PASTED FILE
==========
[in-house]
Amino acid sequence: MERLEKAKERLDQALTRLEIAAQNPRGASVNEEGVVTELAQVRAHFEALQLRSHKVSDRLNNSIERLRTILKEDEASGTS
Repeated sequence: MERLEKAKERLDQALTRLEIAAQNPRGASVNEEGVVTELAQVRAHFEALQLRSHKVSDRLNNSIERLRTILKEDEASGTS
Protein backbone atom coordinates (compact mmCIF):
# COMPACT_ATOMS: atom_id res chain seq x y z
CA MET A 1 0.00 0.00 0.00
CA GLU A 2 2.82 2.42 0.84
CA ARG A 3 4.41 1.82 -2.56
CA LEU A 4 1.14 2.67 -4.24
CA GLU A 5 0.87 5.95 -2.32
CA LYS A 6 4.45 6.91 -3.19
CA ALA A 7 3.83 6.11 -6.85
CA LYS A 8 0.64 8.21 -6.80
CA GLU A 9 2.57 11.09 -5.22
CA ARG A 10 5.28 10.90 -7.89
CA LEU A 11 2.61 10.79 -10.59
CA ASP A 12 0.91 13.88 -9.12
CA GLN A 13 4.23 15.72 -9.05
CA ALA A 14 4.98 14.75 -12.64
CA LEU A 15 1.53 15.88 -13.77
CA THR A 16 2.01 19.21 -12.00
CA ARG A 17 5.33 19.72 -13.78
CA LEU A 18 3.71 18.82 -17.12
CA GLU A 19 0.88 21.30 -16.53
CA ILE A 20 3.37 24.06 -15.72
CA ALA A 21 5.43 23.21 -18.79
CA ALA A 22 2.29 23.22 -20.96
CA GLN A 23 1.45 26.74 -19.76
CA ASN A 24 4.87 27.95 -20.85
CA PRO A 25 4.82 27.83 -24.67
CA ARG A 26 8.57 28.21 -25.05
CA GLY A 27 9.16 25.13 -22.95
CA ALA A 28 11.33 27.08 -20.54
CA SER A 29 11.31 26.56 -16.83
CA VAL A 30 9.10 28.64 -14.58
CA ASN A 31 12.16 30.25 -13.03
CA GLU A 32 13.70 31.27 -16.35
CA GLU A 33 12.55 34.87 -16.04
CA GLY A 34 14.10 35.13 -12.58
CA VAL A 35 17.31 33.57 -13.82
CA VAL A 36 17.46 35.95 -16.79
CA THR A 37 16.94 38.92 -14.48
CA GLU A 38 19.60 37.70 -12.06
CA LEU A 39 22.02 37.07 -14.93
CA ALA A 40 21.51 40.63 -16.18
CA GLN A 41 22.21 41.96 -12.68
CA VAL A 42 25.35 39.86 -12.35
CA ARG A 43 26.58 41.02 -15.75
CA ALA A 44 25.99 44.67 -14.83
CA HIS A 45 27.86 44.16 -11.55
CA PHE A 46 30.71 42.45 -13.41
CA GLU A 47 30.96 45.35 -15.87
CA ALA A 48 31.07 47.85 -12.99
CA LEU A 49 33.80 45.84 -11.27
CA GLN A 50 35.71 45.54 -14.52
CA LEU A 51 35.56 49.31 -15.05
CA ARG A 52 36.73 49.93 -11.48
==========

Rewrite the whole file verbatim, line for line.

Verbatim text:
[in-house]
Amino acid sequence: MERLEKAKERLDQALTRLEIAAQNPRGASVNEEGVVTELAQVRAHFEALQLRSHKVSDRLNNSIERLRTILKEDEASGTS
Repeated sequence: MERLEKAKERLDQALTRLEIAAQNPRGASVNEEGVVTELAQVRAHFEALQLRSHKVSDRLNNSIERLRTILKEDEASGTS
Protein backbone atom coordinates (compact mmCIF):
# COMPACT_ATOMS: atom_id res chain seq x y z
CA MET A 1 0.00 0.00 0.00
CA GLU A 2 2.82 2.42 0.84
CA ARG A 3 4.41 1.82 -2.56
CA LEU A 4 1.14 2.67 -4.24
CA GLU A 5 0.87 5.95 -2.32
CA LYS A 6 4.45 6.91 -3.19
CA ALA A 7 3.83 6.11 -6.85
CA LYS A 8 0.64 8.21 -6.80
CA GLU A 9 2.57 11.09 -5.22
CA ARG A 10 5.28 10.90 -7.89
CA LEU A 11 2.61 10.79 -10.59
CA ASP A 12 0.91 13.88 -9.12
CA GLN A 13 4.23 15.72 -9.05
CA ALA A 14 4.98 14.75 -12.64
CA LEU A 15 1.53 15.88 -13.77
CA THR A 16 2.01 19.21 -12.00
CA ARG A 17 5.33 19.72 -13.78
CA LEU A 18 3.71 18.82 -17.12
CA GLU A 19 0.88 21.30 -16.53
CA ILE A 20 3.37 24.06 -15.72
CA ALA A 21 5.43 23.21 -18.79
CA ALA A 22 2.29 23.22 -20.96
CA GLN A 23 1.45 26.74 -19.76
CA ASN A 24 4.87 27.95 -20.85
CA PRO A 25 4.82 27.83 -24.67
CA ARG A 26 8.57 28.21 -25.05
CA GLY A 27 9.16 25.13 -22.95
CA ALA A 28 11.33 27.08 -20.54
CA SER A 29 11.31 26.56 -16.83
CA VAL A 30 9.10 28.64 -14.58
CA ASN A 31 12.16 30.25 -13.03
CA GLU A 32 13.70 31.27 -16.35
CA GLU A 33 12.55 34.87 -16.04
CA GLY A 34 14.10 35.13 -12.58
CA VAL A 35 17.31 33.57 -13.82
CA VAL A 36 17.46 35.95 -16.79
CA THR A 37 16.94 38.92 -14.48
CA GLU A 38 19.60 37.70 -12.06
CA LEU A 39 22.02 37.07 -14.93
CA ALA A 40 21.51 40.63 -16.18
CA GLN A 41 22.21 41.96 -12.68
CA VAL A 42 25.35 39.86 -12.35
CA ARG A 43 26.58 41.02 -15.75
CA ALA A 44 25.99 44.67 -14.83
CA HIS A 45 27.86 44.16 -11.55
CA PHE A 46 30.71 42.45 -13.41
CA GLU A 47 30.96 45.35 -15.87
CA ALA A 48 31.07 47.85 -12.99
CA LEU A 49 33.80 45.84 -11.27
CA GLN A 50 35.71 45.54 -14.52
CA LEU A 51 35.56 49.31 -15.05
CA ARG A 52 36.73 49.93 -11.48